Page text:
The thing I love about young professionals, especially when it comes to web development and anything digital, is they haven’t been set in their ways yet. With people who are more experienced, when you say, “Let’s try to do XYZ,” they tell you all the reasons it won’t work. When you say the same thing to a young professional, they figure out how to make it work. #ilovethat

  9. says

    I like this post a lot. I know right now with the transition I have been making with blogging and business I have looked at a lot of different things that have worked in the past and what didn’t work to see how those things can be improved on. Right now it seems that you have a lot of different ways of taking your ideas and making them profitable that so many people don’t focus just on that one idea.

    • says

      You know what I like about blogging, Justice? The ability it gives us to crowdsource and test things out, and then put that into practice in our business.

      Sure as heck saves time and money and, like you say, allows us to turn ideas into profit.


  10. says

    G’Day Danny,
    Really enjoyed this post; particularly the “ears are better than eyes’ notion .But the real conundrum is what makes an idea great.

    If, for instance, Warren Spector’s interns had merely rehashed a whole lot of old stuff, his original idea wouldn’t have seemed so great. People have been pushing 3D since the 1920s. And Popular Mechanics first proposed a combination car/plane at about the same time. Great Ideas? Maybe their time will come……

    On the other hand, Henry Ford clearly had a great idea. So did Steve Jobs. It’s interesting that both these gentlemen eschewed the idea of asking clients what they needed.

    Keep making us think Danny,


    • says

      Hey there Leon,

      Love the Ford and Hobs analogy mate – perfect examples of how listening to yourself is better than listening to others.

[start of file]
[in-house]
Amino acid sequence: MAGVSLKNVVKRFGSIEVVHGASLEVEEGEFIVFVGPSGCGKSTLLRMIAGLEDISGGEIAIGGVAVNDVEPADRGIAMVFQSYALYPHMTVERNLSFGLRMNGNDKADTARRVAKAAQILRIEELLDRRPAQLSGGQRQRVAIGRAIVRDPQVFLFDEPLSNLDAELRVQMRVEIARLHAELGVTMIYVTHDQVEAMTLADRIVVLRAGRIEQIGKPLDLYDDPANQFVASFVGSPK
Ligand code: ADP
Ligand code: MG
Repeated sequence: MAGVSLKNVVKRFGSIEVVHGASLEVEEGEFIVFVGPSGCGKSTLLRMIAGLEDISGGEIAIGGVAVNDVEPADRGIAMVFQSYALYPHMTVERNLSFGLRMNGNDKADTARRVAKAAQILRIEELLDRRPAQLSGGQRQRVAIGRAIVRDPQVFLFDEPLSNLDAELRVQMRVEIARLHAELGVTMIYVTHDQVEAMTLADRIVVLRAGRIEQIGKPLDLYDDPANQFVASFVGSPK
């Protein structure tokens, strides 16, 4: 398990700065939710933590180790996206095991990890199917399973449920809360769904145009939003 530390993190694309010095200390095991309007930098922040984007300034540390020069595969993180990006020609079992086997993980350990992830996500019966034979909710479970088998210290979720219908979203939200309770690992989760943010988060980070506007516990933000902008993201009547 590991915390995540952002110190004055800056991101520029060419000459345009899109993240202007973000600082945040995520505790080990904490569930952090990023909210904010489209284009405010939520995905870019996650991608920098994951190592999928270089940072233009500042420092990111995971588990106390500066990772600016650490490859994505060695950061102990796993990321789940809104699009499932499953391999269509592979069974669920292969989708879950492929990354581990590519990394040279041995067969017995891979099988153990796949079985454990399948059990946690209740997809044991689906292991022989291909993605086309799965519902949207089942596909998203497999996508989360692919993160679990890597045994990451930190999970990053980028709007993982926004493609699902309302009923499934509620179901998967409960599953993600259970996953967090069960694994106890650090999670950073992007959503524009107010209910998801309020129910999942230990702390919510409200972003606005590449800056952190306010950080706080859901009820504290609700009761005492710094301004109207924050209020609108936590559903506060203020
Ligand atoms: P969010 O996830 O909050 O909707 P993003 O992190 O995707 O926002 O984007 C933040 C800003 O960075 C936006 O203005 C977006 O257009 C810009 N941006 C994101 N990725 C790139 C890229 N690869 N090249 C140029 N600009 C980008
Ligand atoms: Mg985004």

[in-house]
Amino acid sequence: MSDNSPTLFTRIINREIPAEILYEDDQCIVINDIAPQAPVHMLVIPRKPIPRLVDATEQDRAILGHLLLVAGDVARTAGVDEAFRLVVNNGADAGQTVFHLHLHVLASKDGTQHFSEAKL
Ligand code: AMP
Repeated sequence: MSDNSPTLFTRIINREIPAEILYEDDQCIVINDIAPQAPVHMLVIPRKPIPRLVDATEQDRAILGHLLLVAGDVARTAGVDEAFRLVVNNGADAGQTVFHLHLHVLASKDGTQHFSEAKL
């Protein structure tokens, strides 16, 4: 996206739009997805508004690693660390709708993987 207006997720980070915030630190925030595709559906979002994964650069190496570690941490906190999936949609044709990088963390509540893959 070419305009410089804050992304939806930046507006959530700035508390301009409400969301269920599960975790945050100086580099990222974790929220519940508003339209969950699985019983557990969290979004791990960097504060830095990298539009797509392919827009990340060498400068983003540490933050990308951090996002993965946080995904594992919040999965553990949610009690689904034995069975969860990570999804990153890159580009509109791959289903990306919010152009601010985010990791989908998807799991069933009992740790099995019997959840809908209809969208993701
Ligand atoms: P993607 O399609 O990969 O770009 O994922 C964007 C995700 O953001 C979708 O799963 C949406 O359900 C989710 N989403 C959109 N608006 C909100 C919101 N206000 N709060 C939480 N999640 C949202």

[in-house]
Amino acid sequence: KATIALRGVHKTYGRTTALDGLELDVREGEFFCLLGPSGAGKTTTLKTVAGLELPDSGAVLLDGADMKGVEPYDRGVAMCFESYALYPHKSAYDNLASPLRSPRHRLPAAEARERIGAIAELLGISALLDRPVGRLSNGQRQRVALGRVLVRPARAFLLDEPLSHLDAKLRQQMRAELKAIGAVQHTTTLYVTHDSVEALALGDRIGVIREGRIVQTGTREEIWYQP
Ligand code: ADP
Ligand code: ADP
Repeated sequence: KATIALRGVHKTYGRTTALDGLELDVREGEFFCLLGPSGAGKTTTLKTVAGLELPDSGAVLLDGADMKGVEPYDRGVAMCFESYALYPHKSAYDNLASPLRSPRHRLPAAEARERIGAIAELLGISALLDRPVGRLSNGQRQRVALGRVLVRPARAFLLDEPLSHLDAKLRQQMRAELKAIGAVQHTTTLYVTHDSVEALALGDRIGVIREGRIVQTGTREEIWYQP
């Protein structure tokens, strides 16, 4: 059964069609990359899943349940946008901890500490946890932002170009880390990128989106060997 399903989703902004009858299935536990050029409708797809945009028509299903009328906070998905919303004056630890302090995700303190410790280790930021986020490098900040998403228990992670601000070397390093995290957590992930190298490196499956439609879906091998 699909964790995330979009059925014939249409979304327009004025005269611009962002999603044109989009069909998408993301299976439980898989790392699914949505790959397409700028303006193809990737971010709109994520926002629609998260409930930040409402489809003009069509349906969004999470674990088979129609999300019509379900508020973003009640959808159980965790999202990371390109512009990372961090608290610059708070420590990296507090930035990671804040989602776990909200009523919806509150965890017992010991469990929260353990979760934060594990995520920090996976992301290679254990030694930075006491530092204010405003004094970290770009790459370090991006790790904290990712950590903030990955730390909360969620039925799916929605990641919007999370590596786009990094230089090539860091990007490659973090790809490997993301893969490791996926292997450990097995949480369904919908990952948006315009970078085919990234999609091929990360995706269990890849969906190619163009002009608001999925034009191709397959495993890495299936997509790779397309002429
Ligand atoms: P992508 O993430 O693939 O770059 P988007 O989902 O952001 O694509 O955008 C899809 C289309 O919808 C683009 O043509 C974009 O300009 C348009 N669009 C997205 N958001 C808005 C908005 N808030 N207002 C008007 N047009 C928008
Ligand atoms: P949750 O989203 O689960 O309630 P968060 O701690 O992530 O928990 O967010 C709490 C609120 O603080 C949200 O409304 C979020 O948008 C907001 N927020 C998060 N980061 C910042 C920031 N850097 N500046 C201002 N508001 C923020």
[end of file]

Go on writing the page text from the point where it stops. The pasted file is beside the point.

Wouldn’t recommend that approach to everyone, mind you! 😉

  11. says

    Hi Danny I really enjoyed your post.
    I don’t know if I’m the right person to talk about “Experience” but the thing is the “Digital reality” is exactly what you describe with Warren Spector’s company.

    The next generation of entrepreneurs are digital native, used to share and test surrounded by communities and many times helping solve problems.
    As a result their difficulties will be niched in the interpretation of what they hear for “the experienced”. And as we all know it’s not so easy to hear in such busy environments.
    What is true is that we enter into this paradigm shift and clients know, see, listen to tech evolutions. In order to attract them or keep them we have to propose many solutions (even those we haven’t already tested) and elevate their level of consciousness: that’s the new interactive marketing, that’s the new type of conversation we have to share and engage in a long term.
    Great inspiring post Danny :)

    • says

      You know, Yael, it makes me wonder what my one-year old son will have access to, when he enters the workplace (either for someone or for himself).

      It’s scary to think of all the tools people have access to now to make us think and do better – what it’ll be like in 20 years… well, the mind just boggles. :)

  12. says


    Great points made in this post Danny. Blending the old and new and making sure we are focused on being creative/innovative not resting on past accomplishments and using the best people for the job irrespective of status, age etc. As always experience may be a hindrance. Really important to keep open minded and use continuous evaluation of perspectives to make sure knowledge/insight and focus remains fresh and relevant.

    Thanks Danny

    • says

      An old boss once said to me, “You don’t have to have the smartest people around you – just the best people.”

      At first I thought he was mad, as surely having nothing but smart people would make a success, right? Turns out he was bang on – you can be smart but still wrong for the job in hand.

      Being the best for whatever you need to do, though? Now that’s smart. 😉

  13. says


    This is a great insight indeed. “Great ideas” don’t stay on top forever; that’s true. It is because market needs and demands are ever changing. So we need to be consistently tuning ourselves to keep up with the demands.